Examination of circulating blood cells, bone marrow cells, and the GATA2 nucleotide sequence of individuals with Emberger syndrome typically evidences abnormalities which are not distinctively different from those of individuals with other manifestations of GATA2 deficiency. The specific diagnosis of Emberger syndrome depends on detecting mutations of the GATA2 gene in a setting of clinical findings of hematological disorders, lymphedema, and neurosensory hearing loss. It may be especially difficult to diagnose the syndrome in the absence of at least one of the latter two clinical signs or in individuals who exhibit anomalies strongly associated with one of the other manifestations of GATA2 deficiency. DNA sequencing of the full GATA2 gene coding region including the intron4 enhancer by Sanger sequencing or high-throughput methods along with DNA copy number analysis should establish the presence of GATA2 gene mutations; comparison of detected gene mutations to the list of inactivating GATA2 gene mutations plus the clinical presentation and family history are essentials in making the diagnosis of the syndrome and its type of presentation.[2][5][9]


Standard measures are use for the treatment of lymphedema, sensorineural hearing loss, and the other non-malignant anomalies associated with the Emberger syndrome. However, treatment of the disorder's myelodysplastic syndrome and acute myeloid leukemia differs somewhat from standard measures. Like other GATA2 insufficiencies, Emberger syndrome is associated with a deficiency of hematological stem and early progenitor cells that is often due to a hereditary loss of one GATA2 gene.[4] Consequently, the use of radical myeloablative conditioning regimens to remove native bone marrow stem/progenitor cells in preparation for hematopoietic stem cell transplantation may entail excessive morbidity and mortality. While no controlled studies on the treatment of the hematological disorders of the syndrome have been reported, current recommendations by multiple authorities suggest the use of hematopoietic stem cell transplantation using non-myeloablative conditioning methods be used when indicated. The use of this procedure should be anticipatory and occur before the development of an excess of progenitor cells populate the bone marrow in cases of myelodyspasia as well as before the development of acute myeloid leukemia. Accordingly, individuals should be routinely monitored by bone marrow examinations and complete blood counts. Furthermore, the relatives of patients afflicted with the syndrome or any of other manifestations of GATA2 deficiency should be tested for GATA2 mutations. Individuals with such mutations are not candidates for donating their stem cells of Emberger syndrome patients.[1][2][3][4][9][12] Reversion of the bone marrow to full immune restitution with improved expression of GATA2 can take up to several years after transplantation.[1]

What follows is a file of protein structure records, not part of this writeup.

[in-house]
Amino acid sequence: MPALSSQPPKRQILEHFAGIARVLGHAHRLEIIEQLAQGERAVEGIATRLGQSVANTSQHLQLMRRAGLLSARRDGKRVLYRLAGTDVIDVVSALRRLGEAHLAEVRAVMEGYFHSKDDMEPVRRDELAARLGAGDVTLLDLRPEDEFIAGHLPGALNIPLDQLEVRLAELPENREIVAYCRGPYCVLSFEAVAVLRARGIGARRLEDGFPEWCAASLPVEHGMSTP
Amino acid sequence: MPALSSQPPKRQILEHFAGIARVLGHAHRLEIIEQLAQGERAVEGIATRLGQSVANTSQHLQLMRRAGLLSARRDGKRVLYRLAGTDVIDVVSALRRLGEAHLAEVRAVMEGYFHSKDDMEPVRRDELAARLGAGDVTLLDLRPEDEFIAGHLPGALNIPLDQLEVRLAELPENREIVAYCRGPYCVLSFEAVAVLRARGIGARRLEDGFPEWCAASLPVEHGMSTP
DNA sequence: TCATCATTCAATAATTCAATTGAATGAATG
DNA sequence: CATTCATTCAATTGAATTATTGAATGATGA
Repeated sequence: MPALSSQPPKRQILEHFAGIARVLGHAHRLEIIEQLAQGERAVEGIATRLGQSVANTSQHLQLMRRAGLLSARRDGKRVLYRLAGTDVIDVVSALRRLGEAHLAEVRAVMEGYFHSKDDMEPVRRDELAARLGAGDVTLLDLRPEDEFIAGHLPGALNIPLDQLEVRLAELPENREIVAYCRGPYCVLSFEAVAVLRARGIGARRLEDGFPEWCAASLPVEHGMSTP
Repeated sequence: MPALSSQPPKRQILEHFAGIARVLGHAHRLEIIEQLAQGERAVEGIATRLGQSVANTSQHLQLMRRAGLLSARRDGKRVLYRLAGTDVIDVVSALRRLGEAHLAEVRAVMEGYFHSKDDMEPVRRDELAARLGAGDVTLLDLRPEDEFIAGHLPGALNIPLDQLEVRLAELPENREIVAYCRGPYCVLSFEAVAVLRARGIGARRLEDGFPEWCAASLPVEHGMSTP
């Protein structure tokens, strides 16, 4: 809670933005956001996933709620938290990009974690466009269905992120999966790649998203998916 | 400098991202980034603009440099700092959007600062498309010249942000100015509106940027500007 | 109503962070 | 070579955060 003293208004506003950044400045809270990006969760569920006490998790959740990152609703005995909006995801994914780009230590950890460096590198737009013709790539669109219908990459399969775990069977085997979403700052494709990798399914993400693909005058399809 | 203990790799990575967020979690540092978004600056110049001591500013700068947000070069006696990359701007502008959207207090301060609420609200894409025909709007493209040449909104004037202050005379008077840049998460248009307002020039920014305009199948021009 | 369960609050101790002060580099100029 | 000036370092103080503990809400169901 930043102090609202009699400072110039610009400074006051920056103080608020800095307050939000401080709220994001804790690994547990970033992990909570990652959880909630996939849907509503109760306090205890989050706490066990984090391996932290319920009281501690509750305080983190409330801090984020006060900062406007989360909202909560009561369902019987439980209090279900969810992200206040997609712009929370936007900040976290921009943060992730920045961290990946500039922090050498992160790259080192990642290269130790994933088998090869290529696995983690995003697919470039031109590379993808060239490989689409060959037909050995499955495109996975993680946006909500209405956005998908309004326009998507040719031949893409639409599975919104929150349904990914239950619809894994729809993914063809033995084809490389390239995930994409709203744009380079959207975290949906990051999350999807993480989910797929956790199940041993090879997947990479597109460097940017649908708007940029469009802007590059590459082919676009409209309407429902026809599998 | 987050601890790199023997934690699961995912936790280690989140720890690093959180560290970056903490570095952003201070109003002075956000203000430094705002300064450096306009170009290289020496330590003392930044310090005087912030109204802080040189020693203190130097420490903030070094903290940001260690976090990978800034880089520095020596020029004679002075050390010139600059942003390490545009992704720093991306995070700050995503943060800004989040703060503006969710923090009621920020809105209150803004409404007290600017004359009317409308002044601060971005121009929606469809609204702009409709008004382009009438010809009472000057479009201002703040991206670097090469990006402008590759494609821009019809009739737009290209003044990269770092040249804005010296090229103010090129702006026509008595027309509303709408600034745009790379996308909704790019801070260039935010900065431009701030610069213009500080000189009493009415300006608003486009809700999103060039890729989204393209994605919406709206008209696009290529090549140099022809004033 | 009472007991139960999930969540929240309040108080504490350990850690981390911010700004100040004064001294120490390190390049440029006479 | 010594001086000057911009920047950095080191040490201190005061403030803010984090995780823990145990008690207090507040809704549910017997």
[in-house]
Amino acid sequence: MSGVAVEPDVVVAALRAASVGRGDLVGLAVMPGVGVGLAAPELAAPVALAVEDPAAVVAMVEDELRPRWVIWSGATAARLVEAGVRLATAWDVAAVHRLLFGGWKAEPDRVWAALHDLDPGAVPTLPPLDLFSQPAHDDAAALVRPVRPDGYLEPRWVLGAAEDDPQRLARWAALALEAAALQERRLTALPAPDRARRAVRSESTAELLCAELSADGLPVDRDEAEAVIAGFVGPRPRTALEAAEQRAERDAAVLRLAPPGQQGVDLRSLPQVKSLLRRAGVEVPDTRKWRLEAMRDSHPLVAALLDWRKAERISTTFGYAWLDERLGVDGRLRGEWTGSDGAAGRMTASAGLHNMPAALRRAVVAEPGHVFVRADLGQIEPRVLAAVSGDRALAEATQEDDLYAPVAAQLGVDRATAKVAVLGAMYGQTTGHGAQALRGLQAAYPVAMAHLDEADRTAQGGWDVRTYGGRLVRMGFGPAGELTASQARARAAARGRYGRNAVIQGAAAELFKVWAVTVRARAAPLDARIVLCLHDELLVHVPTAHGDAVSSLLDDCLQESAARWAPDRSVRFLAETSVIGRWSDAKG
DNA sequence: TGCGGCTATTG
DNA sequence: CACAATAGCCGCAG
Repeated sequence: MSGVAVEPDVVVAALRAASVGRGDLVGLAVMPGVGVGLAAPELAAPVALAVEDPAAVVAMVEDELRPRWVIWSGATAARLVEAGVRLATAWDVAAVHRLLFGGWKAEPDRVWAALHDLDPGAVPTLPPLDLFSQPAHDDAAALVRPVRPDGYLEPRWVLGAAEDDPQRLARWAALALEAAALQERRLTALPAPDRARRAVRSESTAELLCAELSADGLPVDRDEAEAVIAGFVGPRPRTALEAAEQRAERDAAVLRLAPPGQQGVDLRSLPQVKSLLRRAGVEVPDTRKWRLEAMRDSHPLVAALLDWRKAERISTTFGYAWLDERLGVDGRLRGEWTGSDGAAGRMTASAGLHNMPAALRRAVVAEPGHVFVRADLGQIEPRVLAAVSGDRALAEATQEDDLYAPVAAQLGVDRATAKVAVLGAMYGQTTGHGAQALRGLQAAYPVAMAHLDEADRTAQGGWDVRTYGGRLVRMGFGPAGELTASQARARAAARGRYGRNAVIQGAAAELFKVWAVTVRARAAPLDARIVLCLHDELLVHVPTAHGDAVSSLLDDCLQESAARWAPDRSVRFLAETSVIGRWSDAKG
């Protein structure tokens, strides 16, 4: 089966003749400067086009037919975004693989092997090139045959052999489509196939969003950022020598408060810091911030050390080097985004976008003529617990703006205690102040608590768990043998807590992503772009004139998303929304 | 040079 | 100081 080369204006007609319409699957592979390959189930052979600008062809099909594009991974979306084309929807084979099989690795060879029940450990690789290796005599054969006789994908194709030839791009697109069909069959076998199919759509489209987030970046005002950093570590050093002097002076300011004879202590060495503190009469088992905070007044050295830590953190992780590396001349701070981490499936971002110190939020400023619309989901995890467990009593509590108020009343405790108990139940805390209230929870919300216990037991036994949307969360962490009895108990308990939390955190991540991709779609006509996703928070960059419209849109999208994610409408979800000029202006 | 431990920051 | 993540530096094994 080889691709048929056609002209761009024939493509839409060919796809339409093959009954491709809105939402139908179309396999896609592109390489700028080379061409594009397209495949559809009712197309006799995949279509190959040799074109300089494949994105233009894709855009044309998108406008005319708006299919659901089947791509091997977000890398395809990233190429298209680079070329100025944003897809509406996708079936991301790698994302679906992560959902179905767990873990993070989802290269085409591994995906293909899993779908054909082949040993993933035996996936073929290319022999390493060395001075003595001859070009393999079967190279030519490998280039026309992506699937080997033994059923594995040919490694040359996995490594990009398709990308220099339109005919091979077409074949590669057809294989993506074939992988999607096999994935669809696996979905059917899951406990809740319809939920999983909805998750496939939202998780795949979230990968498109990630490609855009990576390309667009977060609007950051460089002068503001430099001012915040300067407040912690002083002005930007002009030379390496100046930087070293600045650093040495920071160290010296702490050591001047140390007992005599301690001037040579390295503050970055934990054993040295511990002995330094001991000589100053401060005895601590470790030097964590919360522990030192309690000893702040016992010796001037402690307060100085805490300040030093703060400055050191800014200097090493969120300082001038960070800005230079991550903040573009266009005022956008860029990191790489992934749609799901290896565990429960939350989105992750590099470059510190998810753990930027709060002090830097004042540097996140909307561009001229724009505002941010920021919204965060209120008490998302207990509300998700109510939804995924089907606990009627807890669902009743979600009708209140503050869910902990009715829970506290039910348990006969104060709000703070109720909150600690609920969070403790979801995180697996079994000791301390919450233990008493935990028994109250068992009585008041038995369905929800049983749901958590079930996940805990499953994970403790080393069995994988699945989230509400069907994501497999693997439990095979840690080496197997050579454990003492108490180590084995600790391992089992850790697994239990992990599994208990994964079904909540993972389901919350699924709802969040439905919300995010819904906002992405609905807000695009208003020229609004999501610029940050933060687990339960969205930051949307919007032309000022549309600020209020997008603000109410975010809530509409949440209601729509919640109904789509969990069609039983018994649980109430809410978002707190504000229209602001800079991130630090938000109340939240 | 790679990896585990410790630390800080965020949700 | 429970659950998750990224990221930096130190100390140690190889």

Prognosis of the Emberger syndrome depends heavily on the speed of its progression to bone marrow failure, myelodysplasia with excessive blast cells, or acute myeloid leukemia. Intervention with non-myeloablative hematopoietic stem cell transplantation before development of the latter two disorders is thought to improve survival indefinitely in most cases.[1][2][3][4][9][12] While not yet tested, this transplantation intervention would seem to offer a similar benefit in cases of severe, potentially lethal bone marrow failure.


The Emberger syndrome was first described by J.M. Emberger in 1979 as an unusual and not previously described constellation of symptoms (sensorineural hearing loss, lower limb lymphedema, and hematological disorders) in 4 individuals from two generations of a single family.[13] A subsequent study published in 2011 and conducted on three different families found that 8 members of these families with clinically diagnosed Emberger syndrome[14] as well as six sporadic cases of individuals with this clinical diagnosis exhibited one of eight different mutations in one of their two parental GATA2 genes. Each mutation was predicted to reduce the levels of functional GATA2. Thus, reduced levels of functionally competent GATA2 transcription factor resulting from a mutation in one of its genes is responsible for the Emberger syndrome.[5]


  1. 1.0 1.1 1.2 1.3 1.4 1.5 1.6 1.7 1.8 1.9 Crispino JD, Horwitz MS (April 2017). "GATA factor mutations in hematologic disease". Blood. 129 (15): 2103–2110. doi:10.1182/blood-2016-09-687889. PMC 5391620. PMID 28179280.